How do we contribute back to the Open Source Community?

We have all heard about the term “Open Source”. This refers to the code that is either written by an individual or group of people or community and made available to the public to access for free. The code is available for anyone to view and modify under the open-source license agreement. One such project that is very popular among the cloud governance community is Cloud Custodian from Capital One. In this blog we will discuss what Cloud Custodian does, associated components, and how we use it and contribute back to the community.

What is Cloud Custodian?

Cloud Custodian is Python-based and has many scripts, tools, and capabilities all in one application. It is a rule engine where you can write policy definitions in YAML. This enables an organization to manage their public cloud resources by writing policies for cost savings, exploring asset tagging, compliance, security, operations-related concerns, and resource inventory. Cloud Custodian supports AWS, Azure, and GCP Cloud Providers.

Open Source | Python-based | Agentless | Serverless | Governance-as-Code | Real-Time Guard Rail | Visibility | Powerful Cloud Security Management Tool

The first step is to write the simple YAML DSL policy that allows you to define the rules that include the resource type, filters, mode, and actions. The below command will deploy the Cloud Custodian policy as a Lambda function. custodian run -s .  policy.yml  –assume arn:aws:iam::123456:role/c7n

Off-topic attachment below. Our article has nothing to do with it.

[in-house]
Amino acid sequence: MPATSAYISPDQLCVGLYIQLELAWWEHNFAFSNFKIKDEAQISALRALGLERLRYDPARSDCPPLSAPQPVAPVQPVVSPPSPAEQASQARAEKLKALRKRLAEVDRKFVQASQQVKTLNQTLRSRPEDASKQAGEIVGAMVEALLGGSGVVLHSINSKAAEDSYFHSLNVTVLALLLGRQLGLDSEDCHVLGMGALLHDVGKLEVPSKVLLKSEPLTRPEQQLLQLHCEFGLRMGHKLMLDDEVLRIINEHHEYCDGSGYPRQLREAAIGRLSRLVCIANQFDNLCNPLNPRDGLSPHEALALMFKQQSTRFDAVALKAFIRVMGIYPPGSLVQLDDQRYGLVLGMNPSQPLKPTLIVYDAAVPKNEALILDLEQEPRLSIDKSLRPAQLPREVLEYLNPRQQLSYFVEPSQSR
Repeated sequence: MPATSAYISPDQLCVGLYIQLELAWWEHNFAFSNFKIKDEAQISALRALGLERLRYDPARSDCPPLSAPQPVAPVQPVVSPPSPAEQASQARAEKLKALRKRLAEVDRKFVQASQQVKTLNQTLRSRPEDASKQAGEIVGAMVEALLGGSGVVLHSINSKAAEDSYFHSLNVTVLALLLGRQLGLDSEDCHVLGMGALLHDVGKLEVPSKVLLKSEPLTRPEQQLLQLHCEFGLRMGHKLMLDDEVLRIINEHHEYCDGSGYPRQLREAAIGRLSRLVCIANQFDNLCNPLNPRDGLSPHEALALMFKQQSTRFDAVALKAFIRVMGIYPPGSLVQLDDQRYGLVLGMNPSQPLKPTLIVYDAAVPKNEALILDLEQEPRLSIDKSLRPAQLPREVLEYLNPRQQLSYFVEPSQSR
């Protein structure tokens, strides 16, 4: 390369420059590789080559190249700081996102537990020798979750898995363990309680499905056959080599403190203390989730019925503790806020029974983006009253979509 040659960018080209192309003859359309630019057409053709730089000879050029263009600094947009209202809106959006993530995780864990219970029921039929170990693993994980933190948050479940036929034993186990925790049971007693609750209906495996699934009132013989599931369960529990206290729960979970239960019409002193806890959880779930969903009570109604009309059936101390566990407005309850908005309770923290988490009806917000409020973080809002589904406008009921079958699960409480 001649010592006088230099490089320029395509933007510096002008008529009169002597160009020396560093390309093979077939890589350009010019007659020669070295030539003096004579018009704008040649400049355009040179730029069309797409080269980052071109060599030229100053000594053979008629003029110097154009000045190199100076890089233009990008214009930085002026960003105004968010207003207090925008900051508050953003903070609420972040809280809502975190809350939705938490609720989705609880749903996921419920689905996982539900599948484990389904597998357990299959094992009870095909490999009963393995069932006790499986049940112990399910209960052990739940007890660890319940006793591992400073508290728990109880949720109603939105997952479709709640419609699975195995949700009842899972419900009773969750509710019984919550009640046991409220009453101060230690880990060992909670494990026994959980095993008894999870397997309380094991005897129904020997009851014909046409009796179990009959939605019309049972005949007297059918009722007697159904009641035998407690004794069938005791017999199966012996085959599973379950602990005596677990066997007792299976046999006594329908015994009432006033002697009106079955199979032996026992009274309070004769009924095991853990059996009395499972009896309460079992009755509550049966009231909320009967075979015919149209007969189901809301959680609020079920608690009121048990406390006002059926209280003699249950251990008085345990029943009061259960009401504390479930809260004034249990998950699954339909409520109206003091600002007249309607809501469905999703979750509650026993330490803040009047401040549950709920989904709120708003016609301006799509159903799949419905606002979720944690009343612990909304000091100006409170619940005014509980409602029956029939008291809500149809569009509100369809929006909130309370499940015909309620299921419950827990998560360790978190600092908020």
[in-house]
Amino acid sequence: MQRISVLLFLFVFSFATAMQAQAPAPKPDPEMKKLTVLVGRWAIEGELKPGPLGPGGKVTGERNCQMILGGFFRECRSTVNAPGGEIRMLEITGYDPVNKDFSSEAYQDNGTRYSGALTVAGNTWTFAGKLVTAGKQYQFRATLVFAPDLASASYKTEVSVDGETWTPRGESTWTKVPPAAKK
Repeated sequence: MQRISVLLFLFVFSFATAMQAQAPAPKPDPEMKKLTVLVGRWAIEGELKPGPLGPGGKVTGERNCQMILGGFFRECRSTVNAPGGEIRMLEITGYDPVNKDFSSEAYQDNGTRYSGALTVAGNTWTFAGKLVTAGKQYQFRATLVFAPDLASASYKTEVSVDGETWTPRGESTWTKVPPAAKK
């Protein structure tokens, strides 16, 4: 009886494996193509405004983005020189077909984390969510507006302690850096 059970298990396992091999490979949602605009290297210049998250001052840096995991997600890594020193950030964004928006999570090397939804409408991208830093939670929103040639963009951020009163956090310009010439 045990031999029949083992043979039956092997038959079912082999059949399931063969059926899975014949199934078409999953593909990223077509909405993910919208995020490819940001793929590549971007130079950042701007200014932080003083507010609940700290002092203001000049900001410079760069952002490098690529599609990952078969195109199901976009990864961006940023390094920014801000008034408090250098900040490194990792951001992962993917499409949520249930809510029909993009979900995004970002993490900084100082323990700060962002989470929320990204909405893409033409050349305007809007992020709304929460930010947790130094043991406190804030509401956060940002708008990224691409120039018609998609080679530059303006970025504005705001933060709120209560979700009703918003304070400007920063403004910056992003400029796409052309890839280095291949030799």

Cloud Custodian, behind the scenes, automatically creates the CloudWatch Log Group and CloudWatch Event Rule. Within the policy, you can define the output directory where the Cloud Custodian can save the output. In this case it is an S3 Bucket. It can further be ingested into your SIEM solution where you can write different queries and draw dashboards.

What does a Policy look like?

The example below shows what a Cloud Custodian policy looks like:

The policy contains the name, resource type, filters, mode, and actions. The above policy applies to the resource type “aws.rds”. Under filters, we have allowed the exemption tag if the business wants the RDS instance to be accessible to the public. Cloud Custodian is looking for a filter named “PubliclyAccessible”. When it finds the value to be true, it flags the resources for non-compliance.  The mode type includes the schedule of the policy to run. In this case, it is based on the cloudtrail events. The action defined is to delete the RDS and skip the snapshots. It will also send an email notification to It will use the default template in HTML format. 

How are we giving back to the community?

The Code42 team responsible for Cloud Custodian has been very active and engaged with the community, both leveraging existing knowledge, innovating, and giving back.   We share back with the community by engaging in a real-time chat at Gitter, submitting issues at GitHub, writing blogs, and sharing the policies we have created and have had success with. You can find various Cloud Custodian blog posts on Medium that have been created by the Code42 team. Below is a breakdown and summary of the topics we have created that you may find useful.

Stories at Medium:


Policies for AWS

Policies for Azure